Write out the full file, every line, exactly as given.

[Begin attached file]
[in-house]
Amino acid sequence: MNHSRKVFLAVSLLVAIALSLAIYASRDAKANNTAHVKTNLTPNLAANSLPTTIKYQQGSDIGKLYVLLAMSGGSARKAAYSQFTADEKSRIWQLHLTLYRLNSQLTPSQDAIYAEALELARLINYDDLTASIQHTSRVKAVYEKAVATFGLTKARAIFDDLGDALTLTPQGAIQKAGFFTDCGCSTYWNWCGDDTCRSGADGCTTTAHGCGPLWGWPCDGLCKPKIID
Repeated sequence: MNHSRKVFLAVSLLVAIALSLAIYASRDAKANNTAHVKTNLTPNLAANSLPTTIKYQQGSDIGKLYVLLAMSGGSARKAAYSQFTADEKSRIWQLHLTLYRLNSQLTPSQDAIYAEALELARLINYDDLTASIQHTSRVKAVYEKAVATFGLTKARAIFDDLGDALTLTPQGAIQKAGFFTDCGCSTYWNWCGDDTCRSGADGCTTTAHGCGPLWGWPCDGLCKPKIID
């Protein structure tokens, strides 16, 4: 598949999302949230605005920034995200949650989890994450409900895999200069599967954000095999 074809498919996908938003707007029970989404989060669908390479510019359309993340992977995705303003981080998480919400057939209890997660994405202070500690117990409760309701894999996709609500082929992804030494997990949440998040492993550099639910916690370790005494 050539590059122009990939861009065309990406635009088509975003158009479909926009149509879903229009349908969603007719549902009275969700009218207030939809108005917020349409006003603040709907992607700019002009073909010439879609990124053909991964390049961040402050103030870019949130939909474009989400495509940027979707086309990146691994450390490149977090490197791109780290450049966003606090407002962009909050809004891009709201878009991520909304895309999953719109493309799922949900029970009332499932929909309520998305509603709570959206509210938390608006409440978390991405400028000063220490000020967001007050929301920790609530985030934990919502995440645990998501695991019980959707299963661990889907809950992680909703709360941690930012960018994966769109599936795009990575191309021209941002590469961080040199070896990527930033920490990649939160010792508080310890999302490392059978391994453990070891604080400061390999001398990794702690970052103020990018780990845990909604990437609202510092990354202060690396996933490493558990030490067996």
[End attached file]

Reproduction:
[in-house]
Amino acid sequence: MNHSRKVFLAVSLLVAIALSLAIYASRDAKANNTAHVKTNLTPNLAANSLPTTIKYQQGSDIGKLYVLLAMSGGSARKAAYSQFTADEKSRIWQLHLTLYRLNSQLTPSQDAIYAEALELARLINYDDLTASIQHTSRVKAVYEKAVATFGLTKARAIFDDLGDALTLTPQGAIQKAGFFTDCGCSTYWNWCGDDTCRSGADGCTTTAHGCGPLWGWPCDGLCKPKIID
Repeated sequence: MNHSRKVFLAVSLLVAIALSLAIYASRDAKANNTAHVKTNLTPNLAANSLPTTIKYQQGSDIGKLYVLLAMSGGSARKAAYSQFTADEKSRIWQLHLTLYRLNSQLTPSQDAIYAEALELARLINYDDLTASIQHTSRVKAVYEKAVATFGLTKARAIFDDLGDALTLTPQGAIQKAGFFTDCGCSTYWNWCGDDTCRSGADGCTTTAHGCGPLWGWPCDGLCKPKIID
């Protein structure tokens, strides 16, 4: 598949999302949230605005920034995200949650989890994450409900895999200069599967954000095999 074809498919996908938003707007029970989404989060669908390479510019359309993340992977995705303003981080998480919400057939209890997660994405202070500690117990409760309701894999996709609500082929992804030494997990949440998040492993550099639910916690370790005494 050539590059122009990939861009065309990406635009088509975003158009479909926009149509879903229009349908969603007719549902009275969700009218207030939809108005917020349409006003603040709907992607700019002009073909010439879609990124053909991964390049961040402050103030870019949130939909474009989400495509940027979707086309990146691994450390490149977090490197791109780290450049966003606090407002962009909050809004891009709201878009991520909304895309999953719109493309799922949900029970009332499932929909309520998305509603709570959206509210938390608006409440978390991405400028000063220490000020967001007050929301920790609530985030934990919502995440645990998501695991019980959707299963661990889907809950992680909703709360941690930012960018994966769109599936795009990575191309021209941002590469961080040199070896990527930033920490990649939160010792508080310890999302490392059978391994453990070891604080400061390999001398990794702690970052103020990018780990845990909604990437609202510092990354202060690396996933490493558990030490067996």